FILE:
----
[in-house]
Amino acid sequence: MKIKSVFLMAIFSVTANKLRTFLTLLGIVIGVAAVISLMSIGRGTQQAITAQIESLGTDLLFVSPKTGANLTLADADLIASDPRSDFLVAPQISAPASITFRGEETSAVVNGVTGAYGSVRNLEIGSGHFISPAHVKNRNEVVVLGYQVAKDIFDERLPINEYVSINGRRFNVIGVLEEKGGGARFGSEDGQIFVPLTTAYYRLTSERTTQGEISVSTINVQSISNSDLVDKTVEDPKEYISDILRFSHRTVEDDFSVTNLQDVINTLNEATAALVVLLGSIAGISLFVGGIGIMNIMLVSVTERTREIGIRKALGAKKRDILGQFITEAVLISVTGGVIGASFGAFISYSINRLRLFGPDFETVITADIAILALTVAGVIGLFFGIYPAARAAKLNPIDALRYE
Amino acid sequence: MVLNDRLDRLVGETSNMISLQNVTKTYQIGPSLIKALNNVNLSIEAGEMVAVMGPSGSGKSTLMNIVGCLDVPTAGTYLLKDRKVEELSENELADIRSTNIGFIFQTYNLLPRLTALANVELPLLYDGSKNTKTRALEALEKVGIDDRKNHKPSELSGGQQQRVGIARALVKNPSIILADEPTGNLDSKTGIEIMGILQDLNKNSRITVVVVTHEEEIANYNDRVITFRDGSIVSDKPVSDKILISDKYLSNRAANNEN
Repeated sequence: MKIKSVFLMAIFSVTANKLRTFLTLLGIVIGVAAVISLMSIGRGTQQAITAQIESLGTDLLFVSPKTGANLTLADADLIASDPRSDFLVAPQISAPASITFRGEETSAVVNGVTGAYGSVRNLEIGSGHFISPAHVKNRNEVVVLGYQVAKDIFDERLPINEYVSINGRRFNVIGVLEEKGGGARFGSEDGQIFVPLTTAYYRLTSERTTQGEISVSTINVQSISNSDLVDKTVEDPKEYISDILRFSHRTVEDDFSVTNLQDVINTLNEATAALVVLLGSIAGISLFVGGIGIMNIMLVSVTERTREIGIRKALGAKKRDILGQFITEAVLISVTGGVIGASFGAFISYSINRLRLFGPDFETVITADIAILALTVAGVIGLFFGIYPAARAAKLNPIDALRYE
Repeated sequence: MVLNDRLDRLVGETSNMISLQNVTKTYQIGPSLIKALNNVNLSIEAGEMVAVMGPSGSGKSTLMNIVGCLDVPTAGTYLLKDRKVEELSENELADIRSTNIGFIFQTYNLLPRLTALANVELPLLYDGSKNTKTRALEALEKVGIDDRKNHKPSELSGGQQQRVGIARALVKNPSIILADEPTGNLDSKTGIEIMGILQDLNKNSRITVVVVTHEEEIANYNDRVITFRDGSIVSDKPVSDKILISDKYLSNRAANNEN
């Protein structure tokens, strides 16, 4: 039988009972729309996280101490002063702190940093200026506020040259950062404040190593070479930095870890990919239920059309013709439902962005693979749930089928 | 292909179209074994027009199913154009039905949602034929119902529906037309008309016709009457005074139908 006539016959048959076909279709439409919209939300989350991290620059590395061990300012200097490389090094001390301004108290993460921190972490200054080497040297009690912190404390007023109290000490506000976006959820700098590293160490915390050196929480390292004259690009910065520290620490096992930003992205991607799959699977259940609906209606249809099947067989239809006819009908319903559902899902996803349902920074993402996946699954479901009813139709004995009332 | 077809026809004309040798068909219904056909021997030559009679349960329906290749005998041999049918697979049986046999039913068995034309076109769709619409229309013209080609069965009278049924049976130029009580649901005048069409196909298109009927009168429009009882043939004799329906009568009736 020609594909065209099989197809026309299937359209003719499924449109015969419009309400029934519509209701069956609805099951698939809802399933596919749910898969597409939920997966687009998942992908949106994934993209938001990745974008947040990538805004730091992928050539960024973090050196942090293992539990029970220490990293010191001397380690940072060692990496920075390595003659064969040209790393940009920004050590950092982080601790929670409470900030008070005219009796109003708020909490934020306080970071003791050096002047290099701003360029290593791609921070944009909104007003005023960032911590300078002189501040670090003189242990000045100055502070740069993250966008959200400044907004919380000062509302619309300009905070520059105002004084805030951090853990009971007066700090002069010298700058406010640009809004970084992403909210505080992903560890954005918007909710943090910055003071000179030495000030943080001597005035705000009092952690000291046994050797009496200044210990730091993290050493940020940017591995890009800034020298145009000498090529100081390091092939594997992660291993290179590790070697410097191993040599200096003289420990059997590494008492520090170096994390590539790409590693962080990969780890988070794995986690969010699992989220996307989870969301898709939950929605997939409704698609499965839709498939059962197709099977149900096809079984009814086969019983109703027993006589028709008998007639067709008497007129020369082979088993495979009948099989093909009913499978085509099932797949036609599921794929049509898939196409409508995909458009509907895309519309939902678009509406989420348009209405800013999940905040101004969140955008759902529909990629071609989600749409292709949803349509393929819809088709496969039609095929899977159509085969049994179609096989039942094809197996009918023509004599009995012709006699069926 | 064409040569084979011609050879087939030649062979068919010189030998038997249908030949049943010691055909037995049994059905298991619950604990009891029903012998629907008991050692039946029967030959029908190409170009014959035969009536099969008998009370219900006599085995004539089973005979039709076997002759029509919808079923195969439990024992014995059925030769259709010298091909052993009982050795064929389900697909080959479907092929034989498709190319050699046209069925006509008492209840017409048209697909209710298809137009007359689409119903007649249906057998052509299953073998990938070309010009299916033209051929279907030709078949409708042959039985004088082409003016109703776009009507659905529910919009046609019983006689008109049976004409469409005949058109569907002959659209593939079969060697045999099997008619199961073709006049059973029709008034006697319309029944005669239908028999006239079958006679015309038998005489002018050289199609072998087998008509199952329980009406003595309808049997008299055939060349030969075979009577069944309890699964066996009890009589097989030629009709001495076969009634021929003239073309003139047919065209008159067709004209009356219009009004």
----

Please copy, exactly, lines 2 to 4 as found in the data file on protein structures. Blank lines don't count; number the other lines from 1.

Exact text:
Amino acid sequence: MKIKSVFLMAIFSVTANKLRTFLTLLGIVIGVAAVISLMSIGRGTQQAITAQIESLGTDLLFVSPKTGANLTLADADLIASDPRSDFLVAPQISAPASITFRGEETSAVVNGVTGAYGSVRNLEIGSGHFISPAHVKNRNEVVVLGYQVAKDIFDERLPINEYVSINGRRFNVIGVLEEKGGGARFGSEDGQIFVPLTTAYYRLTSERTTQGEISVSTINVQSISNSDLVDKTVEDPKEYISDILRFSHRTVEDDFSVTNLQDVINTLNEATAALVVLLGSIAGISLFVGGIGIMNIMLVSVTERTREIGIRKALGAKKRDILGQFITEAVLISVTGGVIGASFGAFISYSINRLRLFGPDFETVITADIAILALTVAGVIGLFFGIYPAARAAKLNPIDALRYE
Amino acid sequence: MVLNDRLDRLVGETSNMISLQNVTKTYQIGPSLIKALNNVNLSIEAGEMVAVMGPSGSGKSTLMNIVGCLDVPTAGTYLLKDRKVEELSENELADIRSTNIGFIFQTYNLLPRLTALANVELPLLYDGSKNTKTRALEALEKVGIDDRKNHKPSELSGGQQQRVGIARALVKNPSIILADEPTGNLDSKTGIEIMGILQDLNKNSRITVVVVTHEEEIANYNDRVITFRDGSIVSDKPVSDKILISDKYLSNRAANNEN
Repeated sequence: MKIKSVFLMAIFSVTANKLRTFLTLLGIVIGVAAVISLMSIGRGTQQAITAQIESLGTDLLFVSPKTGANLTLADADLIASDPRSDFLVAPQISAPASITFRGEETSAVVNGVTGAYGSVRNLEIGSGHFISPAHVKNRNEVVVLGYQVAKDIFDERLPINEYVSINGRRFNVIGVLEEKGGGARFGSEDGQIFVPLTTAYYRLTSERTTQGEISVSTINVQSISNSDLVDKTVEDPKEYISDILRFSHRTVEDDFSVTNLQDVINTLNEATAALVVLLGSIAGISLFVGGIGIMNIMLVSVTERTREIGIRKALGAKKRDILGQFITEAVLISVTGGVIGASFGAFISYSINRLRLFGPDFETVITADIAILALTVAGVIGLFFGIYPAARAAKLNPIDALRYE